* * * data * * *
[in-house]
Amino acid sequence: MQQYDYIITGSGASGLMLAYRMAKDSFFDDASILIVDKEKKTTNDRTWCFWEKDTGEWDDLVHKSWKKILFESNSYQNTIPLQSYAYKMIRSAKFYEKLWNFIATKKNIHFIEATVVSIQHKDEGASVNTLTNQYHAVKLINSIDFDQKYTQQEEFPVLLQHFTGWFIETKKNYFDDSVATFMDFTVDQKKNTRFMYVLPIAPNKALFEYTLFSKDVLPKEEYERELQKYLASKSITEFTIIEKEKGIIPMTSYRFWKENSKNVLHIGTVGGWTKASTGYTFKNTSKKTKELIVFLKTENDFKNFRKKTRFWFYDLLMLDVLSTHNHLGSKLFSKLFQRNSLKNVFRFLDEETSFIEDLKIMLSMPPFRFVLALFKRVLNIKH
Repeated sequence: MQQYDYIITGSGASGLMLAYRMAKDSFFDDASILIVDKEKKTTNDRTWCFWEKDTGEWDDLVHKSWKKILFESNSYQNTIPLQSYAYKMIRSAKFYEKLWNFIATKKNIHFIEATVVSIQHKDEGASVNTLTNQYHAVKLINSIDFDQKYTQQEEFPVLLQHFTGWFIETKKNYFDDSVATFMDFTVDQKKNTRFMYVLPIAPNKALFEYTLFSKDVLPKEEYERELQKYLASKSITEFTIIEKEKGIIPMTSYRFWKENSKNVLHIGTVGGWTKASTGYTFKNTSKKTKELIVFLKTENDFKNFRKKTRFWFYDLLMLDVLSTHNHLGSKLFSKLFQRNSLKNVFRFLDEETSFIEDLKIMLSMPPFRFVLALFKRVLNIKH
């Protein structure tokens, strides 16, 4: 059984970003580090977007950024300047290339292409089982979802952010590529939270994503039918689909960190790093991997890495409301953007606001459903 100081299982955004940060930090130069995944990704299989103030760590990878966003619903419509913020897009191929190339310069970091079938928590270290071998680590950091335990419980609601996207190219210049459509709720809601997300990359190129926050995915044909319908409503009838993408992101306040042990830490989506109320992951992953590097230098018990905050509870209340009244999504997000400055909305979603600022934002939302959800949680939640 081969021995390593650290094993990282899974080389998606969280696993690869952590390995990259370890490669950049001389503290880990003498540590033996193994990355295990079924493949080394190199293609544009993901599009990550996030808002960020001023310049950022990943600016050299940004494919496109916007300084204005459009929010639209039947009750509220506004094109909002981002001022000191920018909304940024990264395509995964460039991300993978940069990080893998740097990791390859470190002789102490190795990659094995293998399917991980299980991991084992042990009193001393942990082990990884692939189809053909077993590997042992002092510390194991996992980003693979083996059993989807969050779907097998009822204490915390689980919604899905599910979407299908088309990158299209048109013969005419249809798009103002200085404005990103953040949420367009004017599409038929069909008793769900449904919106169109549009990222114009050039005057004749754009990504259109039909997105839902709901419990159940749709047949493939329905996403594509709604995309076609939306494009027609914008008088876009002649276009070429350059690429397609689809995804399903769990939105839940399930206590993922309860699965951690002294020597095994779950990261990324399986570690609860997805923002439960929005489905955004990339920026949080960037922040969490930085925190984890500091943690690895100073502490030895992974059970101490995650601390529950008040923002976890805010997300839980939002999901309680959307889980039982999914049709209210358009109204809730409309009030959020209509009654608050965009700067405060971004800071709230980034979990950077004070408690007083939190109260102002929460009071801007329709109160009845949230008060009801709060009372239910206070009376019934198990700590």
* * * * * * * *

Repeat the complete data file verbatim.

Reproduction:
[in-house]
Amino acid sequence: MQQYDYIITGSGASGLMLAYRMAKDSFFDDASILIVDKEKKTTNDRTWCFWEKDTGEWDDLVHKSWKKILFESNSYQNTIPLQSYAYKMIRSAKFYEKLWNFIATKKNIHFIEATVVSIQHKDEGASVNTLTNQYHAVKLINSIDFDQKYTQQEEFPVLLQHFTGWFIETKKNYFDDSVATFMDFTVDQKKNTRFMYVLPIAPNKALFEYTLFSKDVLPKEEYERELQKYLASKSITEFTIIEKEKGIIPMTSYRFWKENSKNVLHIGTVGGWTKASTGYTFKNTSKKTKELIVFLKTENDFKNFRKKTRFWFYDLLMLDVLSTHNHLGSKLFSKLFQRNSLKNVFRFLDEETSFIEDLKIMLSMPPFRFVLALFKRVLNIKH
Repeated sequence: MQQYDYIITGSGASGLMLAYRMAKDSFFDDASILIVDKEKKTTNDRTWCFWEKDTGEWDDLVHKSWKKILFESNSYQNTIPLQSYAYKMIRSAKFYEKLWNFIATKKNIHFIEATVVSIQHKDEGASVNTLTNQYHAVKLINSIDFDQKYTQQEEFPVLLQHFTGWFIETKKNYFDDSVATFMDFTVDQKKNTRFMYVLPIAPNKALFEYTLFSKDVLPKEEYERELQKYLASKSITEFTIIEKEKGIIPMTSYRFWKENSKNVLHIGTVGGWTKASTGYTFKNTSKKTKELIVFLKTENDFKNFRKKTRFWFYDLLMLDVLSTHNHLGSKLFSKLFQRNSLKNVFRFLDEETSFIEDLKIMLSMPPFRFVLALFKRVLNIKH
């Protein structure tokens, strides 16, 4: 059984970003580090977007950024300047290339292409089982979802952010590529939270994503039918689909960190790093991997890495409301953007606001459903 100081299982955004940060930090130069995944990704299989103030760590990878966003619903419509913020897009191929190339310069970091079938928590270290071998680590950091335990419980609601996207190219210049459509709720809601997300990359190129926050995915044909319908409503009838993408992101306040042990830490989506109320992951992953590097230098018990905050509870209340009244999504997000400055909305979603600022934002939302959800949680939640 081969021995390593650290094993990282899974080389998606969280696993690869952590390995990259370890490669950049001389503290880990003498540590033996193994990355295990079924493949080394190199293609544009993901599009990550996030808002960020001023310049950022990943600016050299940004494919496109916007300084204005459009929010639209039947009750509220506004094109909002981002001022000191920018909304940024990264395509995964460039991300993978940069990080893998740097990791390859470190002789102490190795990659094995293998399917991980299980991991084992042990009193001393942990082990990884692939189809053909077993590997042992002092510390194991996992980003693979083996059993989807969050779907097998009822204490915390689980919604899905599910979407299908088309990158299209048109013969005419249809798009103002200085404005990103953040949420367009004017599409038929069909008793769900449904919106169109549009990222114009050039005057004749754009990504259109039909997105839902709901419990159940749709047949493939329905996403594509709604995309076609939306494009027609914008008088876009002649276009070429350059690429397609689809995804399903769990939105839940399930206590993922309860699965951690002294020597095994779950990261990324399986570690609860997805923002439960929005489905955004990339920026949080960037922040969490930085925190984890500091943690690895100073502490030895992974059970101490995650601390529950008040923002976890805010997300839980939002999901309680959307889980039982999914049709209210358009109204809730409309009030959020209509009654608050965009700067405060971004800071709230980034979990950077004070408690007083939190109260102002929460009071801007329709109160009845949230008060009801709060009372239910206070009376019934198990700590």